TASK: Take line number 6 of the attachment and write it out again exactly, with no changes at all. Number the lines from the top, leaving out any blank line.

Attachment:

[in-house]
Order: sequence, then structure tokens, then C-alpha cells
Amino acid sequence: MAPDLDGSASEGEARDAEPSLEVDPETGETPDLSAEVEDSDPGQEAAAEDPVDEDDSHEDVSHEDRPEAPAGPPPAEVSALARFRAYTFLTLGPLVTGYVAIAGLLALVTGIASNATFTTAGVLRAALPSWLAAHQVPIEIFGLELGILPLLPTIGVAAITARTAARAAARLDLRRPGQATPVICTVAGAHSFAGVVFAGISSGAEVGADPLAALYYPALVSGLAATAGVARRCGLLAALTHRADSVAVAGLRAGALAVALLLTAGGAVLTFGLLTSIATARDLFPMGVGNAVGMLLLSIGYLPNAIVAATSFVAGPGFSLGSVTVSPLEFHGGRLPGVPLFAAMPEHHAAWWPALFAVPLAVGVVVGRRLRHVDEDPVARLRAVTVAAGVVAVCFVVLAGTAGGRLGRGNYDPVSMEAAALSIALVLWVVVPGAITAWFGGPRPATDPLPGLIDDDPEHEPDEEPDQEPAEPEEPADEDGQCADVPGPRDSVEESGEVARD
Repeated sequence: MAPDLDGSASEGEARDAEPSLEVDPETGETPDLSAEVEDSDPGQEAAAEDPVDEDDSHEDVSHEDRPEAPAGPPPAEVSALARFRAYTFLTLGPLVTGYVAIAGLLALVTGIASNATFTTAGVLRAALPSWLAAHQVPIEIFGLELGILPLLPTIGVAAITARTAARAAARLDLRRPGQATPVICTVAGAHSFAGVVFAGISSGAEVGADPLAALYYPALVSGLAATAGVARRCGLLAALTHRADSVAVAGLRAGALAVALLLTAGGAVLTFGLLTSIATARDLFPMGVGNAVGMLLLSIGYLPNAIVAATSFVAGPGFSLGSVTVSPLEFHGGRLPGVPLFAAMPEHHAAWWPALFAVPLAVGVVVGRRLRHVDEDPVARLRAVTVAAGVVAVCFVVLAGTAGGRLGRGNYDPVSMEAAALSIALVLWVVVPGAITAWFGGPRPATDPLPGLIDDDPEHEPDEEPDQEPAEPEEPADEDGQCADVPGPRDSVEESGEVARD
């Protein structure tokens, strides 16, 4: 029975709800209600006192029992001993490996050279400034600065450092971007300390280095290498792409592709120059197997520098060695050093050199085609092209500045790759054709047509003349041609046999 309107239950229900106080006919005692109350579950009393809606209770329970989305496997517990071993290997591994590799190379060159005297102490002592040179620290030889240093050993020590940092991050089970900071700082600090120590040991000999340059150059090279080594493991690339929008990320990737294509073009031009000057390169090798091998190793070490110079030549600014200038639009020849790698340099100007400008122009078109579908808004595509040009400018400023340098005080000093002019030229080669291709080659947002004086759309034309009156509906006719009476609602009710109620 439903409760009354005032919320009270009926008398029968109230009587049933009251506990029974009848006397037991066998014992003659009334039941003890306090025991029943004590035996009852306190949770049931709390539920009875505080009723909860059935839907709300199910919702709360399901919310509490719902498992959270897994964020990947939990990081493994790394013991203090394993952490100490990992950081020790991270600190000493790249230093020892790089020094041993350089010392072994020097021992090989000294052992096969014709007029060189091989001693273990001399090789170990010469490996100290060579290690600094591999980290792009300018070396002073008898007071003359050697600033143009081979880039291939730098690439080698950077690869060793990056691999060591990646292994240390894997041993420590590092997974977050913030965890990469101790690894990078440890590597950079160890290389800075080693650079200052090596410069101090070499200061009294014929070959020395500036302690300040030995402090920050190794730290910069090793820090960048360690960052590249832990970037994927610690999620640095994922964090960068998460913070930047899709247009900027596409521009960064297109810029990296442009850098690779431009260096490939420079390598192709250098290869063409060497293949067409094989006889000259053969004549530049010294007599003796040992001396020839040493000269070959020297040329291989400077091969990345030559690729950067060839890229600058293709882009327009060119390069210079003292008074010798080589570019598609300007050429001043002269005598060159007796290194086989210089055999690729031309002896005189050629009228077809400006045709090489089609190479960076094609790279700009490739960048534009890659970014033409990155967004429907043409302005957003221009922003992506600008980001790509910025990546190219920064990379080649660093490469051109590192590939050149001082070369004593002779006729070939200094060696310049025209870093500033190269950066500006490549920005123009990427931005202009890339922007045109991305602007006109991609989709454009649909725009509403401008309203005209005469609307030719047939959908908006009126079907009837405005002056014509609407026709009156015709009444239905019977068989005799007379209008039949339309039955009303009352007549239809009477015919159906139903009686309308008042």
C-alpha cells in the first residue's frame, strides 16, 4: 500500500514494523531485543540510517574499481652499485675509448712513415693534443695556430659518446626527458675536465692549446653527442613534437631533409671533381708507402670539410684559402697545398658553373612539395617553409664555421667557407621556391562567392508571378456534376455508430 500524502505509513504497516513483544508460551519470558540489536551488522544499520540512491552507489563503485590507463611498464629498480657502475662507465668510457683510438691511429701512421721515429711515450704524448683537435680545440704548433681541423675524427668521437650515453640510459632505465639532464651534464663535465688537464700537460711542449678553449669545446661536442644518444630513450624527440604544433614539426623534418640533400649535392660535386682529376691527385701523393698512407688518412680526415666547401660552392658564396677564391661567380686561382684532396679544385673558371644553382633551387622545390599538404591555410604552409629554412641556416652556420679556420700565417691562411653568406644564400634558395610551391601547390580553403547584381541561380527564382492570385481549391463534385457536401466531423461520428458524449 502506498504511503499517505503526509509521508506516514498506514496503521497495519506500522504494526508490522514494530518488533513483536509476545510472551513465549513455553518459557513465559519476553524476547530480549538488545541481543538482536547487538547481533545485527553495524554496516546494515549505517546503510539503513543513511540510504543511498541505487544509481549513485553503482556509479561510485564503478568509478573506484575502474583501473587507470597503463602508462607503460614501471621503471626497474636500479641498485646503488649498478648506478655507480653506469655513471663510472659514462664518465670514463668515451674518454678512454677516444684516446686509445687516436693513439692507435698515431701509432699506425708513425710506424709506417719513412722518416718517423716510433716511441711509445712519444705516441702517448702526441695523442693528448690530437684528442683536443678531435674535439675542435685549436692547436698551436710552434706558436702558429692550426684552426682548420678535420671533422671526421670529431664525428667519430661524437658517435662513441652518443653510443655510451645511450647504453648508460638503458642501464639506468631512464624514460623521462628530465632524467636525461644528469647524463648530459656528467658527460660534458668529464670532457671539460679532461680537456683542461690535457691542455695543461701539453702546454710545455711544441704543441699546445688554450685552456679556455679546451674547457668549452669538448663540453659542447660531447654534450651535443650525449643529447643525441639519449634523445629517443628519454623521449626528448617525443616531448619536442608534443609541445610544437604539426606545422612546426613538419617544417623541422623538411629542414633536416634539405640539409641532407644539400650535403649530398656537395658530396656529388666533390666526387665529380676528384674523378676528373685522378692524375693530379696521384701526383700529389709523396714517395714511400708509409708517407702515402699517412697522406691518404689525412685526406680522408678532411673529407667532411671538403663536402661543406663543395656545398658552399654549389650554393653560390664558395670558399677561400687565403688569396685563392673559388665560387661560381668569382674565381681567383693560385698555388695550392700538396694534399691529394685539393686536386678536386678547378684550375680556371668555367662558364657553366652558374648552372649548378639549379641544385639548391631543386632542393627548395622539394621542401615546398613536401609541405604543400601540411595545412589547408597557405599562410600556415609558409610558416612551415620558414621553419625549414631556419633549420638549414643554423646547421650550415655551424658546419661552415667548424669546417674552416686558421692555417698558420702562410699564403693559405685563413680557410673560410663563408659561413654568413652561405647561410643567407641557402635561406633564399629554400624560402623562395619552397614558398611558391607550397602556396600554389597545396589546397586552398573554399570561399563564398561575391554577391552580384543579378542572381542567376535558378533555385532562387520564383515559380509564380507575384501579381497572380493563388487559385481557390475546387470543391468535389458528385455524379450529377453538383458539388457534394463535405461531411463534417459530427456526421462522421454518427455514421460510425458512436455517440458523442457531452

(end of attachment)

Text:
C-alpha cells in the first residue's frame, strides 16, 4: 500500500514494523531485543540510517574499481652499485675509448712513415693534443695556430659518446626527458675536465692549446653527442613534437631533409671533381708507402670539410684559402697545398658553373612539395617553409664555421667557407621556391562567392508571378456534376455508430 500524502505509513504497516513483544508460551519470558540489536551488522544499520540512491552507489563503485590507463611498464629498480657502475662507465668510457683510438691511429701512421721515429711515450704524448683537435680545440704548433681541423675524427668521437650515453640510459632505465639532464651534464663535465688537464700537460711542449678553449669545446661536442644518444630513450624527440604544433614539426623534418640533400649535392660535386682529376691527385701523393698512407688518412680526415666547401660552392658564396677564391661567380686561382684532396679544385673558371644553382633551387622545390599538404591555410604552409629554412641556416652556420679556420700565417691562411653568406644564400634558395610551391601547390580553403547584381541561380527564382492570385481549391463534385457536401466531423461520428458524449 502506498504511503499517505503526509509521508506516514498506514496503521497495519506500522504494526508490522514494530518488533513483536509476545510472551513465549513455553518459557513465559519476553524476547530480549538488545541481543538482536547487538547481533545485527553495524554496516546494515549505517546503510539503513543513511540510504543511498541505487544509481549513485553503482556509479561510485564503478568509478573506484575502474583501473587507470597503463602508462607503460614501471621503471626497474636500479641498485646503488649498478648506478655507480653506469655513471663510472659514462664518465670514463668515451674518454678512454677516444684516446686509445687516436693513439692507435698515431701509432699506425708513425710506424709506417719513412722518416718517423716510433716511441711509445712519444705516441702517448702526441695523442693528448690530437684528442683536443678531435674535439675542435685549436692547436698551436710552434706558436702558429692550426684552426682548420678535420671533422671526421670529431664525428667519430661524437658517435662513441652518443653510443655510451645511450647504453648508460638503458642501464639506468631512464624514460623521462628530465632524467636525461644528469647524463648530459656528467658527460660534458668529464670532457671539460679532461680537456683542461690535457691542455695543461701539453702546454710545455711544441704543441699546445688554450685552456679556455679546451674547457668549452669538448663540453659542447660531447654534450651535443650525449643529447643525441639519449634523445629517443628519454623521449626528448617525443616531448619536442608534443609541445610544437604539426606545422612546426613538419617544417623541422623538411629542414633536416634539405640539409641532407644539400650535403649530398656537395658530396656529388666533390666526387665529380676528384674523378676528373685522378692524375693530379696521384701526383700529389709523396714517395714511400708509409708517407702515402699517412697522406691518404689525412685526406680522408678532411673529407667532411671538403663536402661543406663543395656545398658552399654549389650554393653560390664558395670558399677561400687565403688569396685563392673559388665560387661560381668569382674565381681567383693560385698555388695550392700538396694534399691529394685539393686536386678536386678547378684550375680556371668555367662558364657553366652558374648552372649548378639549379641544385639548391631543386632542393627548395622539394621542401615546398613536401609541405604543400601540411595545412589547408597557405599562410600556415609558409610558416612551415620558414621553419625549414631556419633549420638549414643554423646547421650550415655551424658546419661552415667548424669546417674552416686558421692555417698558420702562410699564403693559405685563413680557410673560410663563408659561413654568413652561405647561410643567407641557402635561406633564399629554400624560402623562395619552397614558398611558391607550397602556396600554389597545396589546397586552398573554399570561399563564398561575391554577391552580384543579378542572381542567376535558378533555385532562387520564383515559380509564380507575384501579381497572380493563388487559385481557390475546387470543391468535389458528385455524379450529377453538383458539388457534394463535405461531411463534417459530427456526421462522421454518427455514421460510425458512436455517440458523442457531452